A Radioactive Half-Life Lab Activity
Radioactive half-life is the time it takes for one-half of the atoms of a radioactive substance to decay into it’s daughter element. Each radioactive element has it’s own half-life, ranging from fractions of a second (as with the heavier synthetic elements) to billions of years, as with Uranium-238. In this lab activity, you will simulate radioactive decay using pennies.
1. On a piece of graph paper, create a graph that will plot:
# of radioactiveatoms remaining (heads) vs. time (in seconds)
3. a. After 2 half-lives, how many radioactive pennies (heads) were left? ______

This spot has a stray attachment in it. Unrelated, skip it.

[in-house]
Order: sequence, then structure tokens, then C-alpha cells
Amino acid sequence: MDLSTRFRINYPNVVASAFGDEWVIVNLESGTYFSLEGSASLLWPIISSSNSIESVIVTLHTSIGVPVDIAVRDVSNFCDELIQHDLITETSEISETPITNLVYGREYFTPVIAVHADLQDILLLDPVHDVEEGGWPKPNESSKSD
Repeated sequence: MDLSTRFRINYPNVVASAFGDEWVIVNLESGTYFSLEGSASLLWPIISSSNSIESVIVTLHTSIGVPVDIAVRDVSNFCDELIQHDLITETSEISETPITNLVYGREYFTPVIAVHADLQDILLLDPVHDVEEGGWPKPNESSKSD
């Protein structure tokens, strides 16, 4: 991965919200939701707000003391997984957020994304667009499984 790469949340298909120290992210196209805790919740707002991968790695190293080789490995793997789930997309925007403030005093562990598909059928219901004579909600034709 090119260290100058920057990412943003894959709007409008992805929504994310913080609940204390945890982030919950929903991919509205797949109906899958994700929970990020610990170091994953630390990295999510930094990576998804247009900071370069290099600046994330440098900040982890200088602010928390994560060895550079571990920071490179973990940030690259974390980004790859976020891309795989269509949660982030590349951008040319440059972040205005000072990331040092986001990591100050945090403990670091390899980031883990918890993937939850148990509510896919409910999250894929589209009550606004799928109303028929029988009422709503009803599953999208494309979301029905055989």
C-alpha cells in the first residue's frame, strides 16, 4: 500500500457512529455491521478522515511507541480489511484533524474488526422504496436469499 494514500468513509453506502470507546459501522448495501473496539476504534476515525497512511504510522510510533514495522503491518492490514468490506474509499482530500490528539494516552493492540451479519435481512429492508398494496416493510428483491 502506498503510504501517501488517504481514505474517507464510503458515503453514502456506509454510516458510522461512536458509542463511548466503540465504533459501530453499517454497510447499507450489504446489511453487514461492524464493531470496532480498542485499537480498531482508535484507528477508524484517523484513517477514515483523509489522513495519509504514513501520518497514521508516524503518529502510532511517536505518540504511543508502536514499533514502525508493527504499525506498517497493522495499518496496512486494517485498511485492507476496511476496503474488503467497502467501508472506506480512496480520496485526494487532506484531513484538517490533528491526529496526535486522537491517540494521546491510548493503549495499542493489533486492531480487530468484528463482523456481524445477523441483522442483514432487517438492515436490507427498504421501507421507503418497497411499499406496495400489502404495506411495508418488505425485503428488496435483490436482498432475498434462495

4. How many radioactive half-lives will it take to reduce the radioactivity to about 12% of the original amount?
5. Can you predict which penny in your jar will decay? Explain why or why not.
6. How does this graph model radioactive decay of any radioactive element?
Use the chart below, answer the following questions.
2. Nuclear waste dumped at Hanford Nuclear Depository in Eastern Washington is mostly Plutonium-239. If government regulations state that 10 half-lives must pass before the waste is safe for exposure to humans, how many years must pass before the waste can be released safely?
3. Why does Iodine-131 make a good radioactive element to use as tracer in medical tests?
4. Dating fossils is found by determining the percentage of radioactive Carbon-14 atoms that remain in the bones. If the percentage of the Carbon-14 atoms is 25% of normal, roughly, how old might the fossils be (in years)?
5. Do radioactive elements remain radioactive forever? Explain.